Breeders' Cup 2001: A Day of Heroes
by Steve Haskin
Date Posted: 10/20/2005 1:19:27 PM

The following feature is reprinted from the official Breeders' Cup souvenir magazine.

Thoroughbred racing has always been confined to its own small world, safe and protected from the tumultuous events that surround it. There have been individual stars that have transcended the sport and reached out to touch mainstream America. But never before had the Sport of Kings been woven into the often tattered fabric of history.

That is, until the 2001 Breeders' Cup World Thoroughbred Championships, when racing's biggest day was played out 12 miles from the hell of Ground Zero, where the ashes from what was once the World Trade Center still smoldered.

When the New York Racing Association decided to cancel racing in the days following the catastrophic events of Sept. 11, there was a growing concern that the Breeders' Cup would be affected. That rumor was quashed on Sept. 18 when Breeders' Cup president D.G. Van Clief Jr. issued a statement saying: "Obviously, on the morning of Sept. 11, the world changed, and it certainly changed our outlook on the 2001 World Thoroughbred Championships. But it is very important for us to stay with our plan. We'd like it to be a celebration and salute to the people of New York."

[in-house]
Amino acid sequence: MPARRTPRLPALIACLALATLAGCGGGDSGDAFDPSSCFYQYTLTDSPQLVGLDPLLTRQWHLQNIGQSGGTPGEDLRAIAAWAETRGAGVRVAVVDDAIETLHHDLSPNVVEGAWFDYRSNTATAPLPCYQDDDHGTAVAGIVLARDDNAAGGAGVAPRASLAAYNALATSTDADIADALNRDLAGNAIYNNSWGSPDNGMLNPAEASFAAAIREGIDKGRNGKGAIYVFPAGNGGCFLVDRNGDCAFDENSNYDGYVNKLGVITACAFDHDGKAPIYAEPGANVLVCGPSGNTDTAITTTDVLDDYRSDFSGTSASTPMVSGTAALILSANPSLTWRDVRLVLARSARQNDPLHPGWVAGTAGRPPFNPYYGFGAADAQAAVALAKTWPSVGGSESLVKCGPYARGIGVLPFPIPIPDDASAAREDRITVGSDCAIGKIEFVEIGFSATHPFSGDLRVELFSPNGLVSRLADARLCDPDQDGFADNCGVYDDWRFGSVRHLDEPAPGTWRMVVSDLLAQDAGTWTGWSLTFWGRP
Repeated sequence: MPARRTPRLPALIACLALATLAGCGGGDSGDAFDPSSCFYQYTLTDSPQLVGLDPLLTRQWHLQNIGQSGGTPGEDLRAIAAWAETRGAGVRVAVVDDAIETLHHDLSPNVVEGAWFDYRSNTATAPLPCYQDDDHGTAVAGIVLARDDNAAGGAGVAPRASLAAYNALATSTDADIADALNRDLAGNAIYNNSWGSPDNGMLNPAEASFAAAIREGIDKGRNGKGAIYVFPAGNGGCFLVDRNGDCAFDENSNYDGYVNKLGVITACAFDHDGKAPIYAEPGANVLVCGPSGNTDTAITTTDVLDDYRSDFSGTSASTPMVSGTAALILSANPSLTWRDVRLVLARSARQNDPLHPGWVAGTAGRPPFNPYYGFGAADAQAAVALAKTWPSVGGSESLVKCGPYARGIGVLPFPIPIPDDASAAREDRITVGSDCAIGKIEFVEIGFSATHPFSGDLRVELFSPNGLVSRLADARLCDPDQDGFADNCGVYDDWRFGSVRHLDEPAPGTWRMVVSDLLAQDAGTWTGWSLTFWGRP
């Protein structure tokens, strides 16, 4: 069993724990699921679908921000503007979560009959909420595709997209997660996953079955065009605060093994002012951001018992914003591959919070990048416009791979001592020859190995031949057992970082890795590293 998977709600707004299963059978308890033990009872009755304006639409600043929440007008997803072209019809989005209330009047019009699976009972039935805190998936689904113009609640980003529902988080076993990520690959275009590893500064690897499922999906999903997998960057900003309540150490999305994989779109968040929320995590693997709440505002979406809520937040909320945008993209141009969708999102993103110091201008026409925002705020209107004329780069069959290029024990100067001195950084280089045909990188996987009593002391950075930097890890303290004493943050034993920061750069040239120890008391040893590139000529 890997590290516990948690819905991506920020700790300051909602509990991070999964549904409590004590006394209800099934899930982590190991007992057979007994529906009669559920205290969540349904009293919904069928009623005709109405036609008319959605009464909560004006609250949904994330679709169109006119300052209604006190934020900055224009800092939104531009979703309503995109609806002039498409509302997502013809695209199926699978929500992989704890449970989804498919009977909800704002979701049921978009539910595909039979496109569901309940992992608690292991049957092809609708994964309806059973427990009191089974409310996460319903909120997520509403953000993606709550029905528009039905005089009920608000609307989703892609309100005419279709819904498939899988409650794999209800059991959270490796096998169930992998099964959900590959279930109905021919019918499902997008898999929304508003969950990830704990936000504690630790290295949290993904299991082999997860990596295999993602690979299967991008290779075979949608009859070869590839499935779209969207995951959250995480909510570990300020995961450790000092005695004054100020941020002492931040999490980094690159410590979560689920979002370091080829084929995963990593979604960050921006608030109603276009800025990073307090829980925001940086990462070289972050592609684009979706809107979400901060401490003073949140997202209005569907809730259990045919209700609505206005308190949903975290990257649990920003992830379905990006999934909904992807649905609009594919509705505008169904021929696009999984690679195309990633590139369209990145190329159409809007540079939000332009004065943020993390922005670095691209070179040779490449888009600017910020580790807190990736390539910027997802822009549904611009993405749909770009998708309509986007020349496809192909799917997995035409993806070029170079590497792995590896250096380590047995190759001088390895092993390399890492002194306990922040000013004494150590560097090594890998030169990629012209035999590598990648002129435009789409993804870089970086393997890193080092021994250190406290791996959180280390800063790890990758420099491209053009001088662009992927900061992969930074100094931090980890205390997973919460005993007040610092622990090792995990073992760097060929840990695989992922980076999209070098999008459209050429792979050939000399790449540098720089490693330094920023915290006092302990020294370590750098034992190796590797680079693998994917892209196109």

With racing at Belmont shut down until Sept. 19 and the area airports closed, horses who had flown to New York from around the country were stranded indefinitely. One of those was the defending Horse of the Year Tiznow, who had shipped to Belmont for the Sept. 8 Woodward Stakes, in which he finished third. The previous year's Breeders' Cup Classic winner had been suffering from back problems since his emphatic five-length victory in the March 3 Santa Anita Handicap, and although he was beaten only 11Ú2 lengths in the Woodward, he did not show that competitive fire that had become his trademark.